Stewart Stern

Over the years, when asked about his script for REBEL WITHOUT A CAUSE, Stewart Stern often stated that his favorite moment in the film occurs just before the famed “Chickie Run.”  Jim, the film’s hero, shares a cigarette with Buzz, his challenger in the run.  Buzz’s interaction with Jim up to this point has included everything from vicious taunts to a knife fight, yet he suddenly turns to Jim and says “I like you, you know?”  Jim, understandably confused, refers to the dangerous game about to take place and asks “What are we doing this for?”  Buzz’s reply is simple perfection: “You got to do something.”

“One of the things I wanted to show in REBEL is that underneath all the bullshit macho defense, there was that pure drive for affection, and it didn’t matter who the recipient might be,” Stern later said, when interviewed for Live Fast, Die Young: The Wild Ride of Making REBEL WITHOUT A CAUSE.  While films such as BLACKBOARD JUNGLE and THE WILD ONE had started the cinematic trend toward focusing on youth and juvenile delinquency, REBEL WITHOUT A CAUSE was the first film to treat the subject as more than a social problem, to try to get inside the skin of its characters.  It’s a misleading title, because Stern is all about understanding these teens and the familial situations that drive them to act out.  Rather than letting REBEL’s juvenile delinquents be defined by violence, the script carefully balances scenes of knife fights and chickie runs with sensitive, revealing exchanges like the one mentioned above.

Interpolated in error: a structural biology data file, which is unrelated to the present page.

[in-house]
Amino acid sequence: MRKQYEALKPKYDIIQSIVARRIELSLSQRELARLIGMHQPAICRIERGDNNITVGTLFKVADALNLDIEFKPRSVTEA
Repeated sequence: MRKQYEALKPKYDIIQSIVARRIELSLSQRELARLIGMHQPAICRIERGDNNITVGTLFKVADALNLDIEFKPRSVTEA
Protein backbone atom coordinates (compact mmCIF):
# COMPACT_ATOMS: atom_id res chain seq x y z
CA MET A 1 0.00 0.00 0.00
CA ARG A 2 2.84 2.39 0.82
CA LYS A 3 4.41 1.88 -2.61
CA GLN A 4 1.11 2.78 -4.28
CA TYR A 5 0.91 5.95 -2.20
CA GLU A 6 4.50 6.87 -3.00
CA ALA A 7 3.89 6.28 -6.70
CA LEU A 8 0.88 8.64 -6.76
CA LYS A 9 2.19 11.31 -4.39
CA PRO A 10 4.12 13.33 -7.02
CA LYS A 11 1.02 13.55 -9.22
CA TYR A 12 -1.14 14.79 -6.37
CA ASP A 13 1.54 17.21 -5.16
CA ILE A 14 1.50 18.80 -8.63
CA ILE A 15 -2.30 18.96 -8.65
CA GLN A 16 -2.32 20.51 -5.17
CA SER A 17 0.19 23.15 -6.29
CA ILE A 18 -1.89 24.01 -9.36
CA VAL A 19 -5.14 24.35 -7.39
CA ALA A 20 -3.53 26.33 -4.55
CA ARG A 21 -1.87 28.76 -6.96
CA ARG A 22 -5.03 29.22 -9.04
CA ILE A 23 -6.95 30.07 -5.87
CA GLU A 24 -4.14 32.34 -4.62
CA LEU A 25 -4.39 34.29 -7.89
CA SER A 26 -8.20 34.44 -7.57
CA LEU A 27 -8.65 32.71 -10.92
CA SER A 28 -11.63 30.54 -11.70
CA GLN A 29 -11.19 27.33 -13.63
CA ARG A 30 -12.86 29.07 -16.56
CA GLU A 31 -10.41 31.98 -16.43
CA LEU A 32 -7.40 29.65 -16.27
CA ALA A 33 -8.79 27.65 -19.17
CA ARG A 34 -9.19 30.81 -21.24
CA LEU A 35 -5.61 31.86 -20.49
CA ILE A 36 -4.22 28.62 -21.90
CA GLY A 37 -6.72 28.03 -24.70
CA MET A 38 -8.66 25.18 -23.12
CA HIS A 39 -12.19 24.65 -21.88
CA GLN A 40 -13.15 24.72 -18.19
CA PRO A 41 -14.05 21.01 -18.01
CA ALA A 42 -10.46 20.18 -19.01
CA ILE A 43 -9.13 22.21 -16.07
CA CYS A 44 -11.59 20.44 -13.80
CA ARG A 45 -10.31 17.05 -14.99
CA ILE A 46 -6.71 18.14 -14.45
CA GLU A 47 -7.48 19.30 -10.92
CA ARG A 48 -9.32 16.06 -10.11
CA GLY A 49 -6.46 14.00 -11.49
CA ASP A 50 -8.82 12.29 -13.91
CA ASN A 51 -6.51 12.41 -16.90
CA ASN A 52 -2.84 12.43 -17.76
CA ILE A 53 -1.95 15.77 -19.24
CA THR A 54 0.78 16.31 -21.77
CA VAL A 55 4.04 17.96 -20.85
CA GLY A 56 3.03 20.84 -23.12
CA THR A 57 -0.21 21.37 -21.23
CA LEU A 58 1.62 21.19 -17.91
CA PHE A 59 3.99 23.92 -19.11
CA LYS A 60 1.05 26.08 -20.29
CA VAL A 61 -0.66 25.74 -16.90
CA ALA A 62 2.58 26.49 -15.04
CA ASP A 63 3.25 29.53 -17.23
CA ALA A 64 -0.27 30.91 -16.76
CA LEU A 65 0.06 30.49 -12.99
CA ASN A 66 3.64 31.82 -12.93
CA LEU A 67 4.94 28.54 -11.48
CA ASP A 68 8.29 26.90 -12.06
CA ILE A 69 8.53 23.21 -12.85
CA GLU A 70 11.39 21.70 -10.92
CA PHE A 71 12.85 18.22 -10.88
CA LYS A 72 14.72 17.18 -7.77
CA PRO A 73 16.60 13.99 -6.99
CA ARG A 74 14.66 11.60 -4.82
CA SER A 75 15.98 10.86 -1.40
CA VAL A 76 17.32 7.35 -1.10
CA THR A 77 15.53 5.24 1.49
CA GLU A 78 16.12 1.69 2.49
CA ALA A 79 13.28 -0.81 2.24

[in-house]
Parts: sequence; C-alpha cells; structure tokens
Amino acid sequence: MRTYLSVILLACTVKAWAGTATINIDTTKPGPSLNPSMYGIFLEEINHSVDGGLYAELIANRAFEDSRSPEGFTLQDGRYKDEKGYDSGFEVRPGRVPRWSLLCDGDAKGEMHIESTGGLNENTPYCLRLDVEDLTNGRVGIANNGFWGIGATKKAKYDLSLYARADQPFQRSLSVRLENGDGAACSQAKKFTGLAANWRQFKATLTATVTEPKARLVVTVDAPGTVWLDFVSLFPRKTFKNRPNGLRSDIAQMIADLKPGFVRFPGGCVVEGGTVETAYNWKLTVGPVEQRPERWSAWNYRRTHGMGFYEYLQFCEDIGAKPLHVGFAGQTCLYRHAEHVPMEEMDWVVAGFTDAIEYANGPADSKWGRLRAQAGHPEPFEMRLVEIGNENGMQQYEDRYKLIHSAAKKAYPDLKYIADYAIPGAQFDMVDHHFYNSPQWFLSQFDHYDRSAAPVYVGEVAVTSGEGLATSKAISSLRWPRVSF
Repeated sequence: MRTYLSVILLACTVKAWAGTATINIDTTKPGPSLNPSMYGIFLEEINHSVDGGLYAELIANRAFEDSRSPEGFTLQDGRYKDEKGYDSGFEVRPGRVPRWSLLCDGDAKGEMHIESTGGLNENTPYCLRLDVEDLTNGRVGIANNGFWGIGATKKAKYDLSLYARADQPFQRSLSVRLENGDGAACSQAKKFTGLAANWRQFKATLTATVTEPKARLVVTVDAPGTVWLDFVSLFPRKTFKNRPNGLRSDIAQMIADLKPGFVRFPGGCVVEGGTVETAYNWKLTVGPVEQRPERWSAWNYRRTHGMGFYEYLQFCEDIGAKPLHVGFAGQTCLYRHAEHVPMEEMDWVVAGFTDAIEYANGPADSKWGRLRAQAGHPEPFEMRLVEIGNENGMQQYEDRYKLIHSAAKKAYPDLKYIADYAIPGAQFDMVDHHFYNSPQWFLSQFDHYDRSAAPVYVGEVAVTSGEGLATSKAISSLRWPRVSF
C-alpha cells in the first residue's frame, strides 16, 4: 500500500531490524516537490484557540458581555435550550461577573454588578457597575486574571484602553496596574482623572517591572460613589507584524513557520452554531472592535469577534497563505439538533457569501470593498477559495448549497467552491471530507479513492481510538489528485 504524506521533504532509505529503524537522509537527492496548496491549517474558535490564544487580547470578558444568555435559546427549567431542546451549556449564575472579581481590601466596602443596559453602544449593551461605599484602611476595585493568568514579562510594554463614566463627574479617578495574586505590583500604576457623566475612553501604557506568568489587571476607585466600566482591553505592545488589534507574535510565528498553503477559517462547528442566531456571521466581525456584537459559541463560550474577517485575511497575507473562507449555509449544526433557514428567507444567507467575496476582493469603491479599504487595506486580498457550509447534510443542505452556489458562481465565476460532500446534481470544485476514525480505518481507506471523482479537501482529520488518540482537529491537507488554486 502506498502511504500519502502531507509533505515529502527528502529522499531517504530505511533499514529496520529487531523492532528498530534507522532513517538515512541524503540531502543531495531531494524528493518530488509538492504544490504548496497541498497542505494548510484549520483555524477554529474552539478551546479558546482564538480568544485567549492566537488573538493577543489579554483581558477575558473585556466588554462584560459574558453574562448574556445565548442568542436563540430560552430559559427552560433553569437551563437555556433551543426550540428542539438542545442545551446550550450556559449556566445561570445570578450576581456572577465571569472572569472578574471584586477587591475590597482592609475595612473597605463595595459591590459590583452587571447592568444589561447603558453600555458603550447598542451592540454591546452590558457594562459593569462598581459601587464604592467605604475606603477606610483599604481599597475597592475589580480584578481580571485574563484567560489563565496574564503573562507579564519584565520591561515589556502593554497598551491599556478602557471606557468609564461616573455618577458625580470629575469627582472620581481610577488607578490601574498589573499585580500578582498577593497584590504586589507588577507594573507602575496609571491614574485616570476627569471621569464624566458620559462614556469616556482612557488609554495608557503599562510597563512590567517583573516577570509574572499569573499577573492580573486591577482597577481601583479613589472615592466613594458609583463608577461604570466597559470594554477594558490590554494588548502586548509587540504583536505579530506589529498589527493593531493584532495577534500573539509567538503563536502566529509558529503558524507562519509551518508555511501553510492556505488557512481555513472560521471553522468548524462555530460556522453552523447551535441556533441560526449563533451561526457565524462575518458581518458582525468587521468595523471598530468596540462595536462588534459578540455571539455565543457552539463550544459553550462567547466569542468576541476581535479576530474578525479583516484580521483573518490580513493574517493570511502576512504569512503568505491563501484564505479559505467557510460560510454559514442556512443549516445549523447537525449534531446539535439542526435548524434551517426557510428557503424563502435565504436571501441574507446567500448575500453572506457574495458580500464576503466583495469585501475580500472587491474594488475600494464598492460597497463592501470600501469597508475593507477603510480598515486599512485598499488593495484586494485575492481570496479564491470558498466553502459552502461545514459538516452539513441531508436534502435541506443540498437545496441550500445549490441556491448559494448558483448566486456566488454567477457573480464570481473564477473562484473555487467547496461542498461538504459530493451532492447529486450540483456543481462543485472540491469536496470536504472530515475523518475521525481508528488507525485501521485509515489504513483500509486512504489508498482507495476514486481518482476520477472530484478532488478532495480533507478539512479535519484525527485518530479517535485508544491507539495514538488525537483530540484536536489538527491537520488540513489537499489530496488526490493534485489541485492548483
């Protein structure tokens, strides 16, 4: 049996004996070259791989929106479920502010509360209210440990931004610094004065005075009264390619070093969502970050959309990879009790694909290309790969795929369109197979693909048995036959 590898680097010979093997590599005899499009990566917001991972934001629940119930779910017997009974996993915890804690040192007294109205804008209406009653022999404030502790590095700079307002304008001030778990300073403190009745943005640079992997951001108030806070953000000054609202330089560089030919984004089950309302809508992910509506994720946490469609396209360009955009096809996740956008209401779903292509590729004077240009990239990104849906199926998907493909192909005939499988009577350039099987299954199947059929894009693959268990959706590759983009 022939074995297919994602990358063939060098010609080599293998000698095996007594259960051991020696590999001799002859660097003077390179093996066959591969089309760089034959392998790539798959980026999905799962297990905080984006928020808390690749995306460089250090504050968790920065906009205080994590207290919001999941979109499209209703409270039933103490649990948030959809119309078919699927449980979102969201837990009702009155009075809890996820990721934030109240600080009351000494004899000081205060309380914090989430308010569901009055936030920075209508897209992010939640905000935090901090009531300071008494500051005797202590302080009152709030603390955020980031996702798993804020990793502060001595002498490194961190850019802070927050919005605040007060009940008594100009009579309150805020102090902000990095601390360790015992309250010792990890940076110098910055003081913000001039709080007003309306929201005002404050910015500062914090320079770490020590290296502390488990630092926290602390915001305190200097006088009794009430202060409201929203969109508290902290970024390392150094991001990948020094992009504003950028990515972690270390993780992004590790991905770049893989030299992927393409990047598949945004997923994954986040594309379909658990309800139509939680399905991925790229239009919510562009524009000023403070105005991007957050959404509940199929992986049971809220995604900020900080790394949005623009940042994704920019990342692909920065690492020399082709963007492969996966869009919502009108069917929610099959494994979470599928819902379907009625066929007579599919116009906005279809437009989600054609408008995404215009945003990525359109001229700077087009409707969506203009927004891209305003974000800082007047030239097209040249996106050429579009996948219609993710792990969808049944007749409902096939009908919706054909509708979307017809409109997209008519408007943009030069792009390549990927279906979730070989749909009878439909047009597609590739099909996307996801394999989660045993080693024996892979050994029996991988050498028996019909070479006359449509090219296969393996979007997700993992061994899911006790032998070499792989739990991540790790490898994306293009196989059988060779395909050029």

Stewart Stern’s scripts are full of such moments.  He favored confused, vulnerable, inarticulate characters and he knew how to depict their struggles compassionately.  His work in both film and television included RACHEL, RACHEL, THE UGLY AMERICAN, SYBIL, and THE OUTSIDER.  Stern passed away on February 2 at the age of 92.  To celebrate his life and his work, we’re posting an interview with him from November 21, 2012, which was conducted as part of our oral history series, THE WRITER SPEAKS:

Screenwriting was just part of Stewart Stern’s long, rich life.  You can learn more about Stern’s incredible legacy from the Writer’s Guild of America, West’s tribute found here.